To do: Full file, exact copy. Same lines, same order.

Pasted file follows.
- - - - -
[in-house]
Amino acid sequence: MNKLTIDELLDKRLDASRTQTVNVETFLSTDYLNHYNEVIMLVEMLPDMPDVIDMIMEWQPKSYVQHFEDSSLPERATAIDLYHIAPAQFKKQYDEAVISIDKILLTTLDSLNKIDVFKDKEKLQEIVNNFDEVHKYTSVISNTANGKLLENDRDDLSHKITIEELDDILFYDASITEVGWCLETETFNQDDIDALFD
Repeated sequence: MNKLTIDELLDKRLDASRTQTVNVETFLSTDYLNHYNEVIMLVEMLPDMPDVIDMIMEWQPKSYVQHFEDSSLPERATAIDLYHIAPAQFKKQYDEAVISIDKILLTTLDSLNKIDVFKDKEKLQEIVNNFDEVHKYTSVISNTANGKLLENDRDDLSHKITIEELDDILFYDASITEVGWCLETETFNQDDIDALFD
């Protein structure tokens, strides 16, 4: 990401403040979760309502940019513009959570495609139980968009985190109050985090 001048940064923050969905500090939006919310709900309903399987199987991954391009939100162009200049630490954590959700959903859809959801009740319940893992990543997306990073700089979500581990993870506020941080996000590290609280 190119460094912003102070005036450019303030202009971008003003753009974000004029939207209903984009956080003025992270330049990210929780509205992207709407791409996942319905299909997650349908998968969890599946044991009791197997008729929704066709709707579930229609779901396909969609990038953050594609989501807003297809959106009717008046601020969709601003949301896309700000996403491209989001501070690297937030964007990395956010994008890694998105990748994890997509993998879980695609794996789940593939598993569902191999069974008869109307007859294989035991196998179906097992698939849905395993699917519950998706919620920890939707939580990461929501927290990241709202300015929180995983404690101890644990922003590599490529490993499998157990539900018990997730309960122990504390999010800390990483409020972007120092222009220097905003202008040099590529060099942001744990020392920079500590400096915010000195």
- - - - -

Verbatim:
[in-house]
Amino acid sequence: MNKLTIDELLDKRLDASRTQTVNVETFLSTDYLNHYNEVIMLVEMLPDMPDVIDMIMEWQPKSYVQHFEDSSLPERATAIDLYHIAPAQFKKQYDEAVISIDKILLTTLDSLNKIDVFKDKEKLQEIVNNFDEVHKYTSVISNTANGKLLENDRDDLSHKITIEELDDILFYDASITEVGWCLETETFNQDDIDALFD
Repeated sequence: MNKLTIDELLDKRLDASRTQTVNVETFLSTDYLNHYNEVIMLVEMLPDMPDVIDMIMEWQPKSYVQHFEDSSLPERATAIDLYHIAPAQFKKQYDEAVISIDKILLTTLDSLNKIDVFKDKEKLQEIVNNFDEVHKYTSVISNTANGKLLENDRDDLSHKITIEELDDILFYDASITEVGWCLETETFNQDDIDALFD
């Protein structure tokens, strides 16, 4: 990401403040979760309502940019513009959570495609139980968009985190109050985090 001048940064923050969905500090939006919310709900309903399987199987991954391009939100162009200049630490954590959700959903859809959801009740319940893992990543997306990073700089979500581990993870506020941080996000590290609280 190119460094912003102070005036450019303030202009971008003003753009974000004029939207209903984009956080003025992270330049990210929780509205992207709407791409996942319905299909997650349908998968969890599946044991009791197997008729929704066709709707579930229609779901396909969609990038953050594609989501807003297809959106009717008046601020969709601003949301896309700000996403491209989001501070690297937030964007990395956010994008890694998105990748994890997509993998879980695609794996789940593939598993569902191999069974008869109307007859294989035991196998179906097992698939849905395993699917519950998706919620920890939707939580990461929501927290990241709202300015929180995983404690101890644990922003590599490529490993499998157990539900018990997730309960122990504390999010800390990483409020972007120092222009220097905003202008040099590529060099942001744990020392920079500590400096915010000195």